97944_000_016Handcart or wheelchair, then or now—the pioneering spirit moves cheerfully ahead.
My friend Christina was born with a condition called progressive spinal muscular atrophy, a disease that attacks and deadens nerves. She was confined to a wheelchair at a very young age.
I met Christina when we were both eight years old and she and her mother moved into our ward. Christina had a special inner light and strength about her, a strength that carried her through many difficult trials.
When we were in Primary, and I was worrying about my science project or what to wear, Christina was preparing herself for a necessary operation that gave her only a 50 percent chance of living. Her life was often threatened by illnesses that her weakened immune system had a hard time fighting. She had to have constant care and help performing the most routine chores like dressing, bathing, and moving around. As a teenager she struggled to do the fun things her friends did like going to dances and parties and ice skating.
And although she sometimes got frustrated, Christina never gave up. She never gave up her desire to live and to choose the right. She often felt lonely and afraid, but instead of turning inward or falling away, she was a friend to everyone and she struggled to strengthen her relationship with the Lord.
As she began to really face death, she had to mature a lot faster than most of us do in order to prepare herself to meet her Lord. Christina died at the age of 16 in a hospital, surrounded by her mother and close friends. I feel privileged to have been there, just as I feel privileged to have called her my friend. Her faith in the gospel and in the Lord was an inspiration to me.
The pioneers who crossed the plains were brave, courageous souls. They endured many challenging hardships. Yet pioneers did not cease to exist when the Latter-day Saints reached the Salt Lake Valley, for I have known a pioneer in my own life. She was a brave and courageous soul. She endured many challenging hardships, and she left behind a legacy. For those who knew Christina, we remember her strength, her faith, and her courage. Today I wear a ring which reads “Return with Honor.” It reminds me of my friend and helps me try to pattern my life after hers so that I may also be a pioneer to those who follow me.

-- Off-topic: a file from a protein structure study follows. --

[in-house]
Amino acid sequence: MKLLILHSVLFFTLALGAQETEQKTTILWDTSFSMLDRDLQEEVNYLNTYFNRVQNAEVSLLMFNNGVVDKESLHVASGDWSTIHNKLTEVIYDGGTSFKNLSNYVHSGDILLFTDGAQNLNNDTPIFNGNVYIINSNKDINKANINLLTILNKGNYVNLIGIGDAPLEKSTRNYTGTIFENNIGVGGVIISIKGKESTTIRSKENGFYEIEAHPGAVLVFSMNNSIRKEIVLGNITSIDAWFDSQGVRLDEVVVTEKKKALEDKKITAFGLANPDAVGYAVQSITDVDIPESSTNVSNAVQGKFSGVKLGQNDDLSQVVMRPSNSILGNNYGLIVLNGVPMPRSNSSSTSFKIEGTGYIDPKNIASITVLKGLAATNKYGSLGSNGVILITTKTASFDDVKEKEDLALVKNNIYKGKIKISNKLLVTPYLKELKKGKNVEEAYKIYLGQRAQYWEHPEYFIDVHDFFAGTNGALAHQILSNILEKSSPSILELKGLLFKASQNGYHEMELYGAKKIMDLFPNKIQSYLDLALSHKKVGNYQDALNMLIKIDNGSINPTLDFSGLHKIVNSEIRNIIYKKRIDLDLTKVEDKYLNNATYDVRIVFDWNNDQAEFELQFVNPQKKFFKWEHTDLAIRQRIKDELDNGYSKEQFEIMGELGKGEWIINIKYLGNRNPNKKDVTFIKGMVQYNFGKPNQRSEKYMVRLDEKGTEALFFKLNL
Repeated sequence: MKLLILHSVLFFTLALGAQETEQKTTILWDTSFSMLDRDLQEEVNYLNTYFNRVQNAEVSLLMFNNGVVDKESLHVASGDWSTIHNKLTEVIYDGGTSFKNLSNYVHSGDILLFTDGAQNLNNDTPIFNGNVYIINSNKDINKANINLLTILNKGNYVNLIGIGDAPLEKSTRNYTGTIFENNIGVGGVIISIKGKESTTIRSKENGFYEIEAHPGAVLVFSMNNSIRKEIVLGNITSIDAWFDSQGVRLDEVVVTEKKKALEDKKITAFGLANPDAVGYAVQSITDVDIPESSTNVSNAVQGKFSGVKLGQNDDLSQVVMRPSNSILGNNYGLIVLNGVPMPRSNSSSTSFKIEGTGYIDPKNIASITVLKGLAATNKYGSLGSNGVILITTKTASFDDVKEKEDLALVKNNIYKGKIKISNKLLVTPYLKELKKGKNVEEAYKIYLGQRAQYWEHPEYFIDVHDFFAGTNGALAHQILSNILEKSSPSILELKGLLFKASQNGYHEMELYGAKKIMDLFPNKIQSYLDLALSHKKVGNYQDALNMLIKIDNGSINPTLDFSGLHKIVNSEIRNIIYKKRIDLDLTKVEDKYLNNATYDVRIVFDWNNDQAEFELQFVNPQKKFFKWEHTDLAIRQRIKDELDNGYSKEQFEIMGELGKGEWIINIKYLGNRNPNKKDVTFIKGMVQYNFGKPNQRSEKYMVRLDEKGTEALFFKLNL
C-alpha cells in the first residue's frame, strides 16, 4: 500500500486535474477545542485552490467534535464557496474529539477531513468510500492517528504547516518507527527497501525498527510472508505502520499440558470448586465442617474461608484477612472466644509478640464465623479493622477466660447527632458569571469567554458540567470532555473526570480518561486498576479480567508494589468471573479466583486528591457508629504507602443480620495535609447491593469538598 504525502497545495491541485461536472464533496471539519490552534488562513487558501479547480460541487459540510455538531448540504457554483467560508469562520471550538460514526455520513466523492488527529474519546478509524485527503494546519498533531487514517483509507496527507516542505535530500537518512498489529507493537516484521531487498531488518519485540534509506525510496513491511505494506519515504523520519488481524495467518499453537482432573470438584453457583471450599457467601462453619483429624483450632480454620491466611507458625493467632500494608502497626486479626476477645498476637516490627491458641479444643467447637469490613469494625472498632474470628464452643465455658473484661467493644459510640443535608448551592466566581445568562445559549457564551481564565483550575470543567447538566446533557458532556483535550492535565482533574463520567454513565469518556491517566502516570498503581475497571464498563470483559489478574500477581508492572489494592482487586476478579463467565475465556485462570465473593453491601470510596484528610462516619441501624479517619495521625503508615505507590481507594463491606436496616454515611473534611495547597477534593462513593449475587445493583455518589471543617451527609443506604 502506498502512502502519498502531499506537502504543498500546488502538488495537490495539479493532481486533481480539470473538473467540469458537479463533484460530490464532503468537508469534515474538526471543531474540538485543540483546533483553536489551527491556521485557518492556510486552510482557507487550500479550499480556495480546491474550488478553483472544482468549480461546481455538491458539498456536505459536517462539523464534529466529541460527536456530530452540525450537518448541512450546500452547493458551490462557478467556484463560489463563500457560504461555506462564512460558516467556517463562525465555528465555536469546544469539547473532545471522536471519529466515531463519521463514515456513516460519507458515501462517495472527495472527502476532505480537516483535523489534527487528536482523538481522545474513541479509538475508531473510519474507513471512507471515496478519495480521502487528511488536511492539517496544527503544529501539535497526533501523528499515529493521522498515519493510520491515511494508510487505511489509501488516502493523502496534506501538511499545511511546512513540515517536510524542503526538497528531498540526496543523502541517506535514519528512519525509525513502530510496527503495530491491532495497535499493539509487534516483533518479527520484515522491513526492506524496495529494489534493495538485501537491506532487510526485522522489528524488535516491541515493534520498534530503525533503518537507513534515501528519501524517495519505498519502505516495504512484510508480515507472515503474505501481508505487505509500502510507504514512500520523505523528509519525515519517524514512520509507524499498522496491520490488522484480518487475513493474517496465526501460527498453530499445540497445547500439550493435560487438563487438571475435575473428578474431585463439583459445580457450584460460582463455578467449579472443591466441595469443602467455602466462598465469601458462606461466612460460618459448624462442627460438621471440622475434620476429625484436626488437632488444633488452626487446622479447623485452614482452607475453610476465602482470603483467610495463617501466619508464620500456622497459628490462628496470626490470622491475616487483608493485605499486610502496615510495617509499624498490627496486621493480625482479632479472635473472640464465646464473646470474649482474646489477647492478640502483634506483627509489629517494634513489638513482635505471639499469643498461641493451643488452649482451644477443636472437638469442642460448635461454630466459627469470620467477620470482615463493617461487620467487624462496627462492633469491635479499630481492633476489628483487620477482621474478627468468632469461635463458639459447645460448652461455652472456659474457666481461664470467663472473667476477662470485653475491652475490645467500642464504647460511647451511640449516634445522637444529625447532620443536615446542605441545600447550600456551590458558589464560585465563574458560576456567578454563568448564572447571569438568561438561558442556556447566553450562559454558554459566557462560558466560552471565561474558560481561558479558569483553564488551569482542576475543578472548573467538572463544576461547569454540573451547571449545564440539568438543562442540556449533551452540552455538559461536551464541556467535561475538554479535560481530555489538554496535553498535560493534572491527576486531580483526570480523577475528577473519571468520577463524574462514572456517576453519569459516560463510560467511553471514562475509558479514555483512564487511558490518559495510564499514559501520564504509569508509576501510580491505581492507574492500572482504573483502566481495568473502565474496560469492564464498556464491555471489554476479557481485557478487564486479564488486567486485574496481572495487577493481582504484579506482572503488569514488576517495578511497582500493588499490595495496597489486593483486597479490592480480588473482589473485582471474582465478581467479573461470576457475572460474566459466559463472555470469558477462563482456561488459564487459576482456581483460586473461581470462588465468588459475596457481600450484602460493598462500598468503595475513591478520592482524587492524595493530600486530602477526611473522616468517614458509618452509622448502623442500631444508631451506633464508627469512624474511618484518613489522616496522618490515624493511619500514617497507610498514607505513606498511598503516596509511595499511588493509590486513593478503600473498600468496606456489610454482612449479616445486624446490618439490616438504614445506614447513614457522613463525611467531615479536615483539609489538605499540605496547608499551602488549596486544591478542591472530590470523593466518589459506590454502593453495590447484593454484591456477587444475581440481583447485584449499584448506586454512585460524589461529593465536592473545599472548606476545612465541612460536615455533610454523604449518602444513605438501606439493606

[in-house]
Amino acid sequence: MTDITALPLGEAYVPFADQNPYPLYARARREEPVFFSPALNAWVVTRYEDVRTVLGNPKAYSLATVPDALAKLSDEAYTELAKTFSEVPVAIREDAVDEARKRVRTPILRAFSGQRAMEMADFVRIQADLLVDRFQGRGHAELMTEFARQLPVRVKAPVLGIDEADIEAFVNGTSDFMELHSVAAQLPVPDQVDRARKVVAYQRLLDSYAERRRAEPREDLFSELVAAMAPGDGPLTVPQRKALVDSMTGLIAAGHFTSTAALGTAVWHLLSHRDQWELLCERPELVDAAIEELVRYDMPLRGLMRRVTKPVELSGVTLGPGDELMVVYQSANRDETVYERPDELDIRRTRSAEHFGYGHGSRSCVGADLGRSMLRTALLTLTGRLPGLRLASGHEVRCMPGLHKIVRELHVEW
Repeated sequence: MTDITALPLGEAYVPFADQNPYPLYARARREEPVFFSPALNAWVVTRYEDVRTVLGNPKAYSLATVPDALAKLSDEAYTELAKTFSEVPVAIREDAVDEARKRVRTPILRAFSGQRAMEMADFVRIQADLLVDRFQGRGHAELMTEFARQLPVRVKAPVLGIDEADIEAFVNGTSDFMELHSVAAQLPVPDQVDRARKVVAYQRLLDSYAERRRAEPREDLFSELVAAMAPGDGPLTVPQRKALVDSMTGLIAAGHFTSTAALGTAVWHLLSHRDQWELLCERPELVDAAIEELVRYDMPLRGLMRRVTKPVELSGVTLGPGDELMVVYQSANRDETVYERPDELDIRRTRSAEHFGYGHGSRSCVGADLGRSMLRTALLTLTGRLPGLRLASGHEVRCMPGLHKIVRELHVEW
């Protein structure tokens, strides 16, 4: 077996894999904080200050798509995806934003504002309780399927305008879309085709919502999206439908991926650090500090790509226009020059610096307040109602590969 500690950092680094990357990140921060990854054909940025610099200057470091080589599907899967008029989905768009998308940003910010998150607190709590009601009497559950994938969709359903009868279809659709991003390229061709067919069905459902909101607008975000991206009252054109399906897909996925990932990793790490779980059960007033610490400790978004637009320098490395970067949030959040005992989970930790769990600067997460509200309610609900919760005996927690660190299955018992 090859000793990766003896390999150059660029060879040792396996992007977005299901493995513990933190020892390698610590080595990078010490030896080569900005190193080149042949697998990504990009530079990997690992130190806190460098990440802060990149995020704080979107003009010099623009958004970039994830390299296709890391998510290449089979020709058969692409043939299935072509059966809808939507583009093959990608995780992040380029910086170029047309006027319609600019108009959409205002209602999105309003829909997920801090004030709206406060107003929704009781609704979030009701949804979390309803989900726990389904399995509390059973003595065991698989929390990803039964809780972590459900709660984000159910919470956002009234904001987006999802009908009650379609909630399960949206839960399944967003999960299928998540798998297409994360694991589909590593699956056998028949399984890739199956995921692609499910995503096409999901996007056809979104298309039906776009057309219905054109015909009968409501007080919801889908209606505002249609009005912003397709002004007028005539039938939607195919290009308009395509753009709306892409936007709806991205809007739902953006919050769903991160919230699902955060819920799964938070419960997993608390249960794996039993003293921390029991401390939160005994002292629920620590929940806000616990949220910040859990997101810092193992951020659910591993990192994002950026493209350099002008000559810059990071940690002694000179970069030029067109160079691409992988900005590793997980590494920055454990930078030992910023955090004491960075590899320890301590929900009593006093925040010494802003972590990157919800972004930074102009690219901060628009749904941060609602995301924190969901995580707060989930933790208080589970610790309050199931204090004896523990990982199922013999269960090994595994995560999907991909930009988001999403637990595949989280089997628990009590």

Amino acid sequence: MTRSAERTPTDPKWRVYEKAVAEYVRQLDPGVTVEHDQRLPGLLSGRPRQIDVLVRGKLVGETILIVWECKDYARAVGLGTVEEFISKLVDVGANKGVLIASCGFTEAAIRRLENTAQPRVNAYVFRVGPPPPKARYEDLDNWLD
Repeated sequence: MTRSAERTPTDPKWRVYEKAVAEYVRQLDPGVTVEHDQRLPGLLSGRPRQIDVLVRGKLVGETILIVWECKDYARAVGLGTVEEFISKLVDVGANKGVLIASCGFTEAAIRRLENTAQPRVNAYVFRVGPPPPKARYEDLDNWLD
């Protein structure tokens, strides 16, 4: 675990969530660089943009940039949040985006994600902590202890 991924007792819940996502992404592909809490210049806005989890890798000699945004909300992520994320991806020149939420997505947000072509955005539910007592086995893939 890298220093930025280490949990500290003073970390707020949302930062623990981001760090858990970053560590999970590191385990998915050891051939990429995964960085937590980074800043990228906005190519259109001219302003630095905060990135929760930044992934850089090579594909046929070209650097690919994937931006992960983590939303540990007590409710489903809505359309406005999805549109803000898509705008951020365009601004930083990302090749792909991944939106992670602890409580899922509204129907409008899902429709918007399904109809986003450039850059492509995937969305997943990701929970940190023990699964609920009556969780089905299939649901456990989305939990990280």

Pioneering in All Places
Rebecca Parsons (the author of the story on these pages) isn’t the only young woman with a pioneer story to tell. As this magazine is going to press, we know that on March 29 at 6:00 P.M. mountain standard time, young women everywhere will be participating in a Churchwide Young Women general meeting. They will be learning that a pioneer is someone who strives to stand up for what is right, to keep the commandments, to share the gospel, to testify of Christ, and to act as an example of Christian living.
“My mother is a pioneer,” says Brynnly Anderson, a Laurel from Salt Lake City, Utah. “When I was a baby, my dad worked for the Church and we were asked to move to South America. There my mother had to learn Spanish, a new culture, and a new lifestyle. I have never heard her complain about having to move. She is very giving and unselfish, especially when it comes to her children. She is a great pioneer example to me.”
Young women just like Brynnly will share their stories at the meeting, which will be seen at stake centers all over the world. Talks will also be given by the Young Women general presidency and a member of the First Presidency. Young women, their mothers, and their leaders are invited to attend.